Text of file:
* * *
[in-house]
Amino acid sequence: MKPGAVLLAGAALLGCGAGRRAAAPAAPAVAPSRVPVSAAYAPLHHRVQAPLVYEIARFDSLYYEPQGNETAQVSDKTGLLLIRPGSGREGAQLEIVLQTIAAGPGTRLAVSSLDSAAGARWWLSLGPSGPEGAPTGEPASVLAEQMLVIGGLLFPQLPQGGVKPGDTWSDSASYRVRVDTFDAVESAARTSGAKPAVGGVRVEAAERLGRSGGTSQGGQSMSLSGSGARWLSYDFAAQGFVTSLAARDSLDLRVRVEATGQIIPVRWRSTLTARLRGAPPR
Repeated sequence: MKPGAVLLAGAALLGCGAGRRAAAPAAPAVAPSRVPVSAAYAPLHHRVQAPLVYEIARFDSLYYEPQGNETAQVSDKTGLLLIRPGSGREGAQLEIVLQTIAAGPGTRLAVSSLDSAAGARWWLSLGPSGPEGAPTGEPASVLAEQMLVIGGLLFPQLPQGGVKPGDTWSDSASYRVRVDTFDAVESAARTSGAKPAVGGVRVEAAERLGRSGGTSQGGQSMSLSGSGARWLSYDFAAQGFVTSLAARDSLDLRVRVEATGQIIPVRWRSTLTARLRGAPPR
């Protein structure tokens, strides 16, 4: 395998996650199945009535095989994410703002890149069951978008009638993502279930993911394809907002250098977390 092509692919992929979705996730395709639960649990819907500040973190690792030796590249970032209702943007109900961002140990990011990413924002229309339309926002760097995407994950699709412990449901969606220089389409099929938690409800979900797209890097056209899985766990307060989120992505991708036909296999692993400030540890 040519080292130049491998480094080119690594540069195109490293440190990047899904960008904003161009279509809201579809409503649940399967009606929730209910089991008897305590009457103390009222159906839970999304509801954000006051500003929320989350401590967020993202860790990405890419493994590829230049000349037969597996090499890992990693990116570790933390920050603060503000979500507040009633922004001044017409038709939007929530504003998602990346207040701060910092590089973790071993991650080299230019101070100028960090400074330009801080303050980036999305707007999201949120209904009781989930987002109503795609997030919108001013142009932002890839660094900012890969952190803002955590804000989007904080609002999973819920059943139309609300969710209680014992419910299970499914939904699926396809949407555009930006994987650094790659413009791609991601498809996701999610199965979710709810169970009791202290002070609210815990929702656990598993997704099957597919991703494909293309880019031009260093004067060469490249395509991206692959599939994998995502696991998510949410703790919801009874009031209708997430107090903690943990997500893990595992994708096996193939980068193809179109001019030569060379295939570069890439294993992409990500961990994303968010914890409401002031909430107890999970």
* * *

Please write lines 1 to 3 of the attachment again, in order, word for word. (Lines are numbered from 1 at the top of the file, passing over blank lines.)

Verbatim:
[in-house]
Amino acid sequence: MKPGAVLLAGAALLGCGAGRRAAAPAAPAVAPSRVPVSAAYAPLHHRVQAPLVYEIARFDSLYYEPQGNETAQVSDKTGLLLIRPGSGREGAQLEIVLQTIAAGPGTRLAVSSLDSAAGARWWLSLGPSGPEGAPTGEPASVLAEQMLVIGGLLFPQLPQGGVKPGDTWSDSASYRVRVDTFDAVESAARTSGAKPAVGGVRVEAAERLGRSGGTSQGGQSMSLSGSGARWLSYDFAAQGFVTSLAARDSLDLRVRVEATGQIIPVRWRSTLTARLRGAPPR
Repeated sequence: MKPGAVLLAGAALLGCGAGRRAAAPAAPAVAPSRVPVSAAYAPLHHRVQAPLVYEIARFDSLYYEPQGNETAQVSDKTGLLLIRPGSGREGAQLEIVLQTIAAGPGTRLAVSSLDSAAGARWWLSLGPSGPEGAPTGEPASVLAEQMLVIGGLLFPQLPQGGVKPGDTWSDSASYRVRVDTFDAVESAARTSGAKPAVGGVRVEAAERLGRSGGTSQGGQSMSLSGSGARWLSYDFAAQGFVTSLAARDSLDLRVRVEATGQIIPVRWRSTLTARLRGAPPR